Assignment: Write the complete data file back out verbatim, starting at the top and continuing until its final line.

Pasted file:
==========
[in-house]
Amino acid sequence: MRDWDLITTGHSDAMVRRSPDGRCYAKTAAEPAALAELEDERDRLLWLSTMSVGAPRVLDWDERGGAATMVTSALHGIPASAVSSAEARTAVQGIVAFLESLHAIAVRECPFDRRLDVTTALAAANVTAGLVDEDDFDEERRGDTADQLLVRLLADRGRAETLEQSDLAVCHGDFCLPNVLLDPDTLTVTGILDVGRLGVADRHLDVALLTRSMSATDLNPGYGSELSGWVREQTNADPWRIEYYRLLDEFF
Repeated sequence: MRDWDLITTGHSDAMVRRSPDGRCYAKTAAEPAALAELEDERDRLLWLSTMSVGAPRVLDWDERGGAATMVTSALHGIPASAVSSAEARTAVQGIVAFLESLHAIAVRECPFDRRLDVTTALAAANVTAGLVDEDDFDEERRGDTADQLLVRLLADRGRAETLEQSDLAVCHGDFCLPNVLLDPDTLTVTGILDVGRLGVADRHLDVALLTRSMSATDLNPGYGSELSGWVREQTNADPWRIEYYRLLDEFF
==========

[in-house]
Amino acid sequence: MRDWDLITTGHSDAMVRRSPDGRCYAKTAAEPAALAELEDERDRLLWLSTMSVGAPRVLDWDERGGAATMVTSALHGIPASAVSSAEARTAVQGIVAFLESLHAIAVRECPFDRRLDVTTALAAANVTAGLVDEDDFDEERRGDTADQLLVRLLADRGRAETLEQSDLAVCHGDFCLPNVLLDPDTLTVTGILDVGRLGVADRHLDVALLTRSMSATDLNPGYGSELSGWVREQTNADPWRIEYYRLLDEFF
Repeated sequence: MRDWDLITTGHSDAMVRRSPDGRCYAKTAAEPAALAELEDERDRLLWLSTMSVGAPRVLDWDERGGAATMVTSALHGIPASAVSSAEARTAVQGIVAFLESLHAIAVRECPFDRRLDVTTALAAANVTAGLVDEDDFDEERRGDTADQLLVRLLADRGRAETLEQSDLAVCHGDFCLPNVLLDPDTLTVTGILDVGRLGVADRHLDVALLTRSMSATDLNPGYGSELSGWVREQTNADPWRIEYYRLLDEFF